Hepatitis C may lead to liver complications. The hepatitis C virus (HCV) causes liver inflammation that can advance to permanent scarring, or cirrhosis.

Despite these risks, you can make concrete changes now to help protect your liver. Taking care of your liver can prevent further damage while also increasing your overall quality of life.

Due to advances in antiviral treatments, hepatitis C has a better outlook compared to previous years. Still, your doctor may recommend lifestyle changes in addition to standard medications.

Consider the following steps you can take to protect the health of your liver.

Hepatitis C can cause initial weight loss as your body tries to fight off the virus. But the disease can present long-term implications for weight gain.

It’s possible for your weight to fluctuate as you start gaining your appetite back after experiencing symptoms like nausea and an inability to keep food down.

Gaining weight may not be a concern for you. But people with overweight or obesity may be at higher risk of liver damage. Having hepatitis C is thought to be more damaging to your liver if you have excess body weight.

Long-term weight management can go a long way in protecting your liver. Losing weight may also help prevent nonalcoholic fatty liver disease (NAFLD).

If you’re having difficulty maintaining your weight, ask your doctor for helpful resources. They can also help you set attainable weight goals that are appropriate for your age, height, and overall health.

Beyond managing your weight if needed, you may also want to reconsider the foods you’re consuming for overall liver health.

A liver-friendly diet is one that focuses on fruits and vegetables, lean sources of protein, and complex carbs derived from whole grains. Reduced portions of all foods — especially fatty ones — can also help you protect your liver.

Here are some other dietary tips that can help you protect your liver while achieving your weight goals:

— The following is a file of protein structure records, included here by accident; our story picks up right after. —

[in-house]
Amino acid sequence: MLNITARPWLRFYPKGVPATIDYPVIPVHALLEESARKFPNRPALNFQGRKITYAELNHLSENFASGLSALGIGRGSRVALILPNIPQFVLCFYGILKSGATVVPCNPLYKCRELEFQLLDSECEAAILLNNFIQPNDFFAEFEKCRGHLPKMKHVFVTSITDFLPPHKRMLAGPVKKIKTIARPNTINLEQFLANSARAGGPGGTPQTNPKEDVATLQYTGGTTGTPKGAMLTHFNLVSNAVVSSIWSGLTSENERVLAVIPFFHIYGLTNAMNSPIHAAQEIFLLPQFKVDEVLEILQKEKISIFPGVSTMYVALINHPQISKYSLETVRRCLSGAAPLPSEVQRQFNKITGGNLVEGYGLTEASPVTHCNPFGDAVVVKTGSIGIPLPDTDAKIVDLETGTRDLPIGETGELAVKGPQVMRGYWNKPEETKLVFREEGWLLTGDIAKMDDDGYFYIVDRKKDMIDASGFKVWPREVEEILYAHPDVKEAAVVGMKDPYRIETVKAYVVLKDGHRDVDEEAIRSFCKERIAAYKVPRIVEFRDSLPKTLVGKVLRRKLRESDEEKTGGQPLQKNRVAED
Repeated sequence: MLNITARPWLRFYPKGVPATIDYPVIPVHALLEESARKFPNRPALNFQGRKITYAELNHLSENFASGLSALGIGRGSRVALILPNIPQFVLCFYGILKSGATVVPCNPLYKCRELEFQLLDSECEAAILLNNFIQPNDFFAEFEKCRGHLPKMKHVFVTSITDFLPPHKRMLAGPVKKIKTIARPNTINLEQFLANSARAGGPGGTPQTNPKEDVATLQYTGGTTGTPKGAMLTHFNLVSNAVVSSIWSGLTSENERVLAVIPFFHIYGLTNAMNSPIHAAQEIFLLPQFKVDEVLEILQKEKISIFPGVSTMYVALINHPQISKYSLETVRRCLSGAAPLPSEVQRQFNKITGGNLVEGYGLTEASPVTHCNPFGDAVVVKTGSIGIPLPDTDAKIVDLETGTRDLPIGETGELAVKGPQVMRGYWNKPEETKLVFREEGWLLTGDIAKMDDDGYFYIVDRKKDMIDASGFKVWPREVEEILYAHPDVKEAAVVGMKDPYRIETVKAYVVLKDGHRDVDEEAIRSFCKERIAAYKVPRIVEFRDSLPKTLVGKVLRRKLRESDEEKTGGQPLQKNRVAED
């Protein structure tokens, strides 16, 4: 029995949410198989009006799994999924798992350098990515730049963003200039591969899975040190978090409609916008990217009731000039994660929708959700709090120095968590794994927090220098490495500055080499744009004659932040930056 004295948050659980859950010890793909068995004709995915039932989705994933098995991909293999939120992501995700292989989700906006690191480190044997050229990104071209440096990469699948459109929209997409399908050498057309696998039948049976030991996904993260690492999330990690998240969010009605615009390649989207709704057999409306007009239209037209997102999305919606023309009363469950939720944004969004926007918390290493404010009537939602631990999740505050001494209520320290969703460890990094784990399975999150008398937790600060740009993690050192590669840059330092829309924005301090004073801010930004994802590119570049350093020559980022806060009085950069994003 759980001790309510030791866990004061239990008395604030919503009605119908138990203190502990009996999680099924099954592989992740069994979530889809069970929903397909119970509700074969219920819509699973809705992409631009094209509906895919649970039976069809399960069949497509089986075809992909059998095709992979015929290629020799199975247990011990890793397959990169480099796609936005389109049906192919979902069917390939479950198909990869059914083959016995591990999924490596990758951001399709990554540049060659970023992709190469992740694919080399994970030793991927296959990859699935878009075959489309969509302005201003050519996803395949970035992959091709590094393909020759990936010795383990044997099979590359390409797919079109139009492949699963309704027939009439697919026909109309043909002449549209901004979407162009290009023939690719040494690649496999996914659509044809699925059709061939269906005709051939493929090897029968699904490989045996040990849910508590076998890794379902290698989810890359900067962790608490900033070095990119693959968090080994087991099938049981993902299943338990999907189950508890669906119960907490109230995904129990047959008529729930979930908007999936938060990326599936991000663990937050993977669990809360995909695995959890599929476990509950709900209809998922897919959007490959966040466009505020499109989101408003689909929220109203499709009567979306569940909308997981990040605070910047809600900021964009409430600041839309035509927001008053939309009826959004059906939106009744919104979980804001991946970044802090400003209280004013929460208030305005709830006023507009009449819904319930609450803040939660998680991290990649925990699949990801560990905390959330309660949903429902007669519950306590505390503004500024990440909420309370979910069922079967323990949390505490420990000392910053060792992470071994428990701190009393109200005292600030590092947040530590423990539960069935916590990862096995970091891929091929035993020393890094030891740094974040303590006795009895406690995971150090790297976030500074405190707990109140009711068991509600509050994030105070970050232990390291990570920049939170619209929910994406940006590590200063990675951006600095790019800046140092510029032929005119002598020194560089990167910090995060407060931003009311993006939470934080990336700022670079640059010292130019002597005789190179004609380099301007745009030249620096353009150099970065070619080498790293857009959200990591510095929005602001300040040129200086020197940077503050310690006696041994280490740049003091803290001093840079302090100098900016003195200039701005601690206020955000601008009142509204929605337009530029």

• Avoid added sugars.
  • Choose plant-based oils, such as olive oil, over butter.
  • Snack on nuts and seeds.
  • Choose low fat dairy products.
  • Avoid saturated fats found in sour cream, packaged meats, and boxed foods.
  • Reduce your sodium intake.
  • Drink at least 8 to 10 glasses of water per day unless your doctor has advised you to limit fluid intake.

Drinking alcohol can negatively affect an already damaged liver. It’s important to decrease the amount of alcohol you consume on a regular basis. Your doctor may even recommend that you refrain from alcohol altogether.

Your liver is the primary organ responsible for metabolizing nutrients and other substances you ingest. If there’s too much alcohol in your system, your liver enzymes may be ill-equipped to process it. In turn, the excess alcohol circulates through the rest of your body.

As a rule of thumb, it’s important to drink in moderation. This equates to two drinks a day for men, and one a day for women.

Still, moderate alcohol consumption can be dangerous when you’re living with hepatitis C. Ask your doctor for specific recommendations.

If your doctor recommends weight loss to improve the health of your liver, exercise is one method to do that. But the benefits of exercise extend beyond weight loss and weight management.

Aside from reducing overall body fat, exercise can help decrease fat around your liver. Regular exercise can also boost your mood, as well as your energy levels.

For best results, aim for 150 minutes of cardiovascular exercise per week plus strength training. Start out gradually, and focus on activities you enjoy. For example, include a combination of running or walking, group exercise classes or team sports, and machines at the gym.

Your liver plays a critical role in processing medications, herbs, and supplements. It’s important to take extra precautions with these when your liver is weakened due to hepatitis C. This includes over-the-counter medication such as allergy drugs and pain relievers, nutritional supplements, and herbal remedies.

Talk to your doctor before using any new medications or supplements. Also, avoid alcohol while you’re taking any medications. This can inadvertently increase liver damage.

Protecting your overall liver health when you have hepatitis C can go a long way in preventing complications. This is crucial because if your liver reaches a state of cirrhosis, it causes irreversible scarring. Severe liver damage from hepatitis C may eventually require a liver transplant.

Although antiviral treatments can clear the hepatitis C virus from your body, it’s still possible have lingering liver damage. You’re also at a higher risk of cirrhosis if you have chronic untreated hepatitis C.

Protecting your liver is important for anyone, but it’s especially vital if you have a condition that affects your liver like hepatitis C.